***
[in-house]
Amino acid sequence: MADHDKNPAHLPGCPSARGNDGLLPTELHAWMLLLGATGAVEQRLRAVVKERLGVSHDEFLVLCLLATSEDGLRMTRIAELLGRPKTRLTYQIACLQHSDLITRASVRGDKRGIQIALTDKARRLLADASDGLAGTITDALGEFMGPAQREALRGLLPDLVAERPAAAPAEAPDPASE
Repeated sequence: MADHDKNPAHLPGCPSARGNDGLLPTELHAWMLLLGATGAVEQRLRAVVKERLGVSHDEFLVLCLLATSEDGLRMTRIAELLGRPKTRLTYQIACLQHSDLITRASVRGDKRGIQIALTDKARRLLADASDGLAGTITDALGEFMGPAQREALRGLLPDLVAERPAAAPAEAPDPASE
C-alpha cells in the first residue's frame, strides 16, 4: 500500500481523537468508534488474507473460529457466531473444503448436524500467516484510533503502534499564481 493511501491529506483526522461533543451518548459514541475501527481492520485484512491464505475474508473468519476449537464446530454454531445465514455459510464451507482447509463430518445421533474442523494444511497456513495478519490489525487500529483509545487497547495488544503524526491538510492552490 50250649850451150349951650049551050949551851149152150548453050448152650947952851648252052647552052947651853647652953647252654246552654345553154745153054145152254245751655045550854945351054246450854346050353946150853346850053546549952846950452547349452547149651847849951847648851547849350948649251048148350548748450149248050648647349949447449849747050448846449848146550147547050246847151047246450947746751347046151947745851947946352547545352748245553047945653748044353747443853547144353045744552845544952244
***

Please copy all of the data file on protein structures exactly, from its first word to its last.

[in-house]
Amino acid sequence: MADHDKNPAHLPGCPSARGNDGLLPTELHAWMLLLGATGAVEQRLRAVVKERLGVSHDEFLVLCLLATSEDGLRMTRIAELLGRPKTRLTYQIACLQHSDLITRASVRGDKRGIQIALTDKARRLLADASDGLAGTITDALGEFMGPAQREALRGLLPDLVAERPAAAPAEAPDPASE
Repeated sequence: MADHDKNPAHLPGCPSARGNDGLLPTELHAWMLLLGATGAVEQRLRAVVKERLGVSHDEFLVLCLLATSEDGLRMTRIAELLGRPKTRLTYQIACLQHSDLITRASVRGDKRGIQIALTDKARRLLADASDGLAGTITDALGEFMGPAQREALRGLLPDLVAERPAAAPAEAPDPASE
C-alpha cells in the first residue's frame, strides 16, 4: 500500500481523537468508534488474507473460529457466531473444503448436524500467516484510533503502534499564481 493511501491529506483526522461533543451518548459514541475501527481492520485484512491464505475474508473468519476449537464446530454454531445465514455459510464451507482447509463430518445421533474442523494444511497456513495478519490489525487500529483509545487497547495488544503524526491538510492552490 50250649850451150349951650049551050949551851149152150548453050448152650947952851648252052647552052947651853647652953647252654246552654345553154745153054145152254245751655045550854945351054246450854346050353946150853346850053546549952846950452547349452547149651847849951847648851547849350948649251048148350548748450149248050648647349949447449849747050448846449848146550147547050246847151047246450947746751347046151947745851947946352547545352748245553047945653748044353747443853547144353045744552845544952244